Featuring Ed Blaney as David Bowie with full Band
20th May 2017
Epstein Theatre, Liverpool
Reviewed by Rob Harrison
And so it begins….
The lightning symbols at the back of the stage poke through the blue filled haze of the smoke and lights, while at the same time the Wendy Carlos electronic version of Beethoven’s Ode To Joy plays through the auditorium.
It’s quite impressive and very Germanic, and one wonders of it in terms of the flirtation with pseudo Nazi imagery that Bowie had been accused of. It’s quite scary in its similarity to the kind of spectacle that has been paraded by the Third Reich during the thirties.
And so, Ed Blaney arrives and bangs straight into Ziggy period Bowie dressed as Ziggy Stardust. He looks a bit old really, as Bowie was cute, young and pretty. The music is ok though, and the band are all professional musicians, and Ed seems to have employed the three guitar trick here.
For those unfamiliar with the latest Bowie tribute band Shenanigans, Tony Visconti, the original Bowie arranger and producer for his last series of gigs covering Bowie material, has used three guitars in order to create a big sound on stage. It was so good it seems that Ed’s nicked the idea.
So on stage we have two keyboards, three guitars, one doubles on sax, bass and drums and Ed on vocals. it’s funny to think that the original Spiders From Mars, where four guys playing guitar, bass, drums with Bowie on acoustic twelve string, the original band sounded great, and a bit punk really. The albums were quite polished affairs, thanks to Ken Scott the producer, but If you listen to the BBC sessions the original songs sound quite raw
So, they run through the classic Bowie tunes of the Ziggy era, hang on to yourself it is really good, the interplay throughout with the guitarists is excellent. It’s funny, as they appear chalk and cheese, one looks like he is from a Deep Purple cover band, the other looks like he should be in the Stray Cats, but both complement each other really well.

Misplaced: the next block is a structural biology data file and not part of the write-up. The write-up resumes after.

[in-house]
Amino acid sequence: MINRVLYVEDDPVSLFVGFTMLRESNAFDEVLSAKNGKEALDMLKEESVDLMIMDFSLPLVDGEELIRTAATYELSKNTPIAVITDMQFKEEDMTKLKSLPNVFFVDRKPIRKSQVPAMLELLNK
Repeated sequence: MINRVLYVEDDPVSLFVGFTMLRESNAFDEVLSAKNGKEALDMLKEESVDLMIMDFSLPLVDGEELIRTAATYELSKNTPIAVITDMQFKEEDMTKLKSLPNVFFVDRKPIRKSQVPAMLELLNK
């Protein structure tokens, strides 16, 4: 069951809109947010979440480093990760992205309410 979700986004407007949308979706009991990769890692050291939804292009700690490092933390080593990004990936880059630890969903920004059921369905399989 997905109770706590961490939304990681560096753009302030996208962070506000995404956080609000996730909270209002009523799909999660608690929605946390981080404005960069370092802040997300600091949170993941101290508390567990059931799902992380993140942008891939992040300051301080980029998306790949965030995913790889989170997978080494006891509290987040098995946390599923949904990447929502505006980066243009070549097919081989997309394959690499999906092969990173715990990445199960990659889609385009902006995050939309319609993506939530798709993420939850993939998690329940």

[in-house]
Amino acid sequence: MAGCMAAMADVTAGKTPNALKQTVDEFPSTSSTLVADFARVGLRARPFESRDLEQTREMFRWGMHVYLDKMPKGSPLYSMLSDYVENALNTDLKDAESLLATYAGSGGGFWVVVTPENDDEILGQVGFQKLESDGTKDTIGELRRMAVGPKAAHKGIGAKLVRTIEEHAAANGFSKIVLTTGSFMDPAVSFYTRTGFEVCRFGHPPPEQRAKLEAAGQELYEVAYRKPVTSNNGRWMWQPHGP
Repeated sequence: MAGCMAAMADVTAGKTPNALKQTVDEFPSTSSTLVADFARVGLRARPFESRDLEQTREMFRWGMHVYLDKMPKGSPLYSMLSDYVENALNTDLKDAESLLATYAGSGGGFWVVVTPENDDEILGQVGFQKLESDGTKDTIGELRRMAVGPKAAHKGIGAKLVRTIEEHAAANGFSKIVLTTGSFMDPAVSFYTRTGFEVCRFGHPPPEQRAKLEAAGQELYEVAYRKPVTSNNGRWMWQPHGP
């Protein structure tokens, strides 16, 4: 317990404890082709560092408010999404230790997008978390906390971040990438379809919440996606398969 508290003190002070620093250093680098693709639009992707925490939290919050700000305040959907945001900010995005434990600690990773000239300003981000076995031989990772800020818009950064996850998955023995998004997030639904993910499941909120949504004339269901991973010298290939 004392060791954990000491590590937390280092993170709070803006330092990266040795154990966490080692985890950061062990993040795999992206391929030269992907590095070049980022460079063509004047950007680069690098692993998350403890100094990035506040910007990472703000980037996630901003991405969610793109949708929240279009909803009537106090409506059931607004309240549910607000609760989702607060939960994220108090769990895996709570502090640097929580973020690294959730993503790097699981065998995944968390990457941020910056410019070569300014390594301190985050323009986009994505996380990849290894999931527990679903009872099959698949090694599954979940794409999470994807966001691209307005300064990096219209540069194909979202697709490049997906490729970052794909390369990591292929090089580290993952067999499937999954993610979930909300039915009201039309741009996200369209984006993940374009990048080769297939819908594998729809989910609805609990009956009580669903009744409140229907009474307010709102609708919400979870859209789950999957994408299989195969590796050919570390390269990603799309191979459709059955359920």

Other good songs are Drive In Saturday and Space Oddity, which has the Visconti arrangement.
I think the only clanger of the evening Is the introduction of the twelve string guitar, which is really out of tune, and and Ed attempts to play it during the songs. This is unlike Bowie who had an amazing attention to detail and, in many ways, this is what made Bowie so remarkable and gave him his live reputation
It’s during the second half that the band begin to come into their own. It starts with synths impersonating train sounds. This is like the beginning of the Station To Station gigs in the seventies. This is quite impressive as it builds up to when the band start to play the song Station To Station, which is an excellent version and one my favorite Bowie tunes.
This time Ed is wearing a suit and has dispensed with the Ziggy wig. He looks quite cool now in a Diamond Dog suit, blue shirt and braces.
He then goes into Golden Years and China Girl which is really good. I feel the second half is much better in terms of musical delivery and visual interest. it’s funny when his finely coiffured hair falls in his face we could be watching a Bryan Ferry tribute, but he seems much more comfortable with the later material
So in the end he encores with some more early stuff and apologizes for not doing anything off Blackstar (the last album). Yes, I like Blackstar. We are not doing it tonight he says to a member of the audience. Funnily enough they play it as we leave. I suppose that’s a sop to us.
So what’s the verdict on Ultimate Bowie? they are actually pretty good, with the second half being better. I thought China Girl was really goo but the Ziggy stuff needs to be fiddled with perhaps. Maybe Ed should start to check out Bowie’s back catalogue post Scary Monsters.
There are nuggets awaiting you Ed. Perhaps the audience want the hits.
And, so finally. The Epstein Theatre seems to have this weird thing going on now where the performer comes into the auditorium directly after the show to speak to the fans.
Elfin Bow did it the last time I was there. It’s a bit weird but people seem to like it. The old days of doing a show and disappearing into the night are now long gone.
So I leave the auditorium only to come face to face with a post gig Ed and a bit sweaty. He looks at me,and I quip, hey you look just like that guy that was on stage a minute ago. He looks back gobsmacked, I smile and shake his hand. Great show I say.
And yes folks I really mean it.